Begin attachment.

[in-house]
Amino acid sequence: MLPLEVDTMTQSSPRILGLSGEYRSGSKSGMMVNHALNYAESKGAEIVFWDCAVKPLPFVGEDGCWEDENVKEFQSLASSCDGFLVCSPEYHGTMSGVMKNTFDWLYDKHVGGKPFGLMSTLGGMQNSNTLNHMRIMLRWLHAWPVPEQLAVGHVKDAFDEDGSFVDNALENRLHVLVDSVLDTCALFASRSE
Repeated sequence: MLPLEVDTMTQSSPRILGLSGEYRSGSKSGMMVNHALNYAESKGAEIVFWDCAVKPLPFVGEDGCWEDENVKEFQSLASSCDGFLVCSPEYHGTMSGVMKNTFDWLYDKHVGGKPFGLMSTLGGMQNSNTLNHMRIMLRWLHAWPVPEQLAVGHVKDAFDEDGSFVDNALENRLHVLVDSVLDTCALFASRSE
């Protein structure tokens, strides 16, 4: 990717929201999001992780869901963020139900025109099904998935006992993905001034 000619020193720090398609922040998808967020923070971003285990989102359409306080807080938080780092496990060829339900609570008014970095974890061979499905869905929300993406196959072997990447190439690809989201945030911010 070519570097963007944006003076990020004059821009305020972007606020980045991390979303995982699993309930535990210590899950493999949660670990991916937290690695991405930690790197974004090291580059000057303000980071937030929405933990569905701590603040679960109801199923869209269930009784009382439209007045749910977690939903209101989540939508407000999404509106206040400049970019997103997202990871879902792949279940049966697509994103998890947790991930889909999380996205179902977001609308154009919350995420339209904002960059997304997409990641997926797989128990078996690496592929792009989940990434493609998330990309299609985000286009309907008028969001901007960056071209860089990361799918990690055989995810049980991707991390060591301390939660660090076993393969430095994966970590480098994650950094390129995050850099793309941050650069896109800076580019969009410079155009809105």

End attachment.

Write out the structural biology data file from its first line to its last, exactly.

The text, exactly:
[in-house]
Amino acid sequence: MLPLEVDTMTQSSPRILGLSGEYRSGSKSGMMVNHALNYAESKGAEIVFWDCAVKPLPFVGEDGCWEDENVKEFQSLASSCDGFLVCSPEYHGTMSGVMKNTFDWLYDKHVGGKPFGLMSTLGGMQNSNTLNHMRIMLRWLHAWPVPEQLAVGHVKDAFDEDGSFVDNALENRLHVLVDSVLDTCALFASRSE
Repeated sequence: MLPLEVDTMTQSSPRILGLSGEYRSGSKSGMMVNHALNYAESKGAEIVFWDCAVKPLPFVGEDGCWEDENVKEFQSLASSCDGFLVCSPEYHGTMSGVMKNTFDWLYDKHVGGKPFGLMSTLGGMQNSNTLNHMRIMLRWLHAWPVPEQLAVGHVKDAFDEDGSFVDNALENRLHVLVDSVLDTCALFASRSE
């Protein structure tokens, strides 16, 4: 990717929201999001992780869901963020139900025109099904998935006992993905001034 000619020193720090398609922040998808967020923070971003285990989102359409306080807080938080780092496990060829339900609570008014970095974890061979499905869905929300993406196959072997990447190439690809989201945030911010 070519570097963007944006003076990020004059821009305020972007606020980045991390979303995982699993309930535990210590899950493999949660670990991916937290690695991405930690790197974004090291580059000057303000980071937030929405933990569905701590603040679960109801199923869209269930009784009382439209007045749910977690939903209101989540939508407000999404509106206040400049970019997103997202990871879902792949279940049966697509994103998890947790991930889909999380996205179902977001609308154009919350995420339209904002960059997304997409990641997926797989128990078996690496592929792009989940990434493609998330990309299609985000286009309907008028969001901007960056071209860089990361799918990690055989995810049980991707991390060591301390939660660090076993393969430095994966970590480098994650950094390129995050850099793309941050650069896109800076580019969009410079155009809105």